An End to Blasphemy
By Tony Benn

Legal Notes No. 9

ISSN 0267 7083                  ISBN 1 870614 85 2
An occasional publication of the Libertarian Alliance,
25 Chapter Chambers, Esterbrooke Street, London SW1P 4NN.

© 1990: Libertarian Alliance; Tony Benn; The Guardian.

The Rt. Hon. Tony Benn has been a Labour Party MP since 1950, and has served as Minister of Technology, Minister of Power, Secretary of State for Industry and Minister for Posts and Telecommunications. His books include The Regeneration of Britain, The New Politics, Arguments for Socialism, Fighting Back, Speaking Out For Socialism in the Eighties, as well as his Speeches and his Diaries and numerous pamphlets. He also edited Writings on the Wall: A Radical and Socialist Anthology.

The views expressed in this publication are those of its author, and
not necessarily those of the Libertarian Alliance, its Committee,
Advisory Council or subscribers.

LA Director: Chris R. Tame
Editorial Director: Brian Micklethwait


Introduction by Chris R. Tame

The Libertarian Alliance by no means only publishes writing by "card carrying libertarians". If the author is addressing some aspect of individual liberty, or advocating a libertarian approach on a certain specific issue, then we are pleased to put this into print, regardless of where else the author may stand in the political spectrum. We are thus delighted to publish this essay by Britain's leading socialist politician, Tony Benn, in spite of our mutual economic and political disagreements.

In fact, we already have a circuitous link with Mr. Benn. His uncle, the great libertarian writer Ernest J. P. Benn, was the founder of the Society for Individualists, which later became the Society for Individual Freedom. The SIP youth group, the Young Libertarians, eventually became independent of its parent body and reconstituted itself as the Libertarian Alliance.

Mr. Benn's Bill to abolish blasphemy, which alas did not succeed, was identical, - as he himself notes - to one introduced in 1889 by the great libertarian and freethinker Charles Bradlaugh. We can only hope that Mr. Benn, and his Bill's other supporters, will continue in their efforts to sweep aside this anachronism.

Those interested in exploring the issue of blasphemy further could do no better than to obtain a copy of Blasphemy: Ancient and Modern (Rationalist Press Association, London, 1990; 96pp.) by Nicholas Walter. This is a detailed account of the practice and punishment of heresy and blasphemy in both the past and present, a critical discussion of the present English law of blasphemy, and a cogent argument for the abolition of this relic of religious persecution. It is available for £4.50 post free from either: the Libertarian Alliance, or direct from the Rationalist Press Association, 88 Islington High Street, London N1 8EW.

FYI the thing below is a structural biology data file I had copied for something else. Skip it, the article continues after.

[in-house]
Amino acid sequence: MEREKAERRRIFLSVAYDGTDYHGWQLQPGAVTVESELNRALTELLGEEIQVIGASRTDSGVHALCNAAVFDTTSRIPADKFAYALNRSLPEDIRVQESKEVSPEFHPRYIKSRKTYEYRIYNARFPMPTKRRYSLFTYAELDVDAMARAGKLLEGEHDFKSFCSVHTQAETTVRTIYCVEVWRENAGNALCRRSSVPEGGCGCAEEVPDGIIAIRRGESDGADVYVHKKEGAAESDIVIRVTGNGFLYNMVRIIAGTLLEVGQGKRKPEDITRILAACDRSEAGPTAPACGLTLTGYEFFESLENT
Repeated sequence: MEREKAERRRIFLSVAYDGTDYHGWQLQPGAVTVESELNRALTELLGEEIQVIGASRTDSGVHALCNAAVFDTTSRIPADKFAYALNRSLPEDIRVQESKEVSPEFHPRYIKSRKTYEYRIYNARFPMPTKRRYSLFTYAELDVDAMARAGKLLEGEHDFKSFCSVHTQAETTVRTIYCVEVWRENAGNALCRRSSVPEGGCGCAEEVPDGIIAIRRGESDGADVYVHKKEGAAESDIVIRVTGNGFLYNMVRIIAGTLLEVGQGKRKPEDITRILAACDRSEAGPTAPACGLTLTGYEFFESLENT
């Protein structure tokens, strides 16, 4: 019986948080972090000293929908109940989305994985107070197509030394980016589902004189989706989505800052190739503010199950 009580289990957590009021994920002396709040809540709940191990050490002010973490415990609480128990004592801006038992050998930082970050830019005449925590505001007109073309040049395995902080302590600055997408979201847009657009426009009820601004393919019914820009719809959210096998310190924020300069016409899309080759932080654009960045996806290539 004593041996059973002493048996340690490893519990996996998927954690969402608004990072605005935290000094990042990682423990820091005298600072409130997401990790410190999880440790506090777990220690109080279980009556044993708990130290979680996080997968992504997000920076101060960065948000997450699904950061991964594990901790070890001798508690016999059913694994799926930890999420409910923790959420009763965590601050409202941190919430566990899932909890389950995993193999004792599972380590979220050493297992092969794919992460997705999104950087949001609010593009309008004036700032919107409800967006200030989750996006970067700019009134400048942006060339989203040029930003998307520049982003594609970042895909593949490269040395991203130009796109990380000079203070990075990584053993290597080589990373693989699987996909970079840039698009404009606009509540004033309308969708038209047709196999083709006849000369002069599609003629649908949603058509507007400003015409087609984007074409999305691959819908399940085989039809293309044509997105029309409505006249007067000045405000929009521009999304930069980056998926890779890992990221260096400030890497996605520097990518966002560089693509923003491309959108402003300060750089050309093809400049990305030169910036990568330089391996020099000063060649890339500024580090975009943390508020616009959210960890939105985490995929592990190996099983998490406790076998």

Next Wednesday, April 12th 1989, at the end of Questions, I shall be presenting a Bill to abolish Blasphemy, which is still a Common Law offence. The Bill has the support of MPs of all parties including David Steel, Sir Ian Gilmour and other Conservative and Liberal as well as Labour members.

The choice of the date was easy because on April 12th 1889, Charles Bradlaugh, MP for Northampton, introduced an identical bill, although his provided for the repeal of statutes which have in the meantime already been repealed, leaving only the possibility of action under the Common Law.

Indeed it was as recently as 1967 that the Blasphemy Act of 1697, which created the offence of "denying certain tenets of the Christian religion after having been brought up in, or having professed that religion", was formally repealed, on the recommendation of the Law Commission, under the Criminal Law Act of 1967.

In 1985 the Law Commission issued a further report on "offences against religion and public worship" in which they recommended that the Common Law offences should also be abolished. However, no action has been taken following that report and the position is that it remains an offence protecting only the Christian religion together with the rituals and doctrines of the Church of England.

The last time the law of Blasphemy was invoked successfully was in the case of Whitehouse v Lemon and Gay News Ltd., a private prosecution (concerning a poem in which a centurion lusts after the body of Christ). Previously there had been no case going to court since 1922. Mrs Whitehouse's case, if it proved anything, proved the absurdity of an individual seeking to protect the reputation of Christ by taking action through the British courts.

In 1949 Lord Denning said, "The reason for this law was because it was thought that a denial of Christianity was liable to shake the fabric of society, which was itself founded on the Christian religion. There is no such danger to society now and the offence of blasphemy is a dead letter."

The Law Commission in their working paper identified four possible arguments for the maintenance of criminal sanctions against conduct perceived to be blasphemous: the protection of religion and religious beliefs; the protection of public order; and the protection of individual feelings, which they saw as the most important.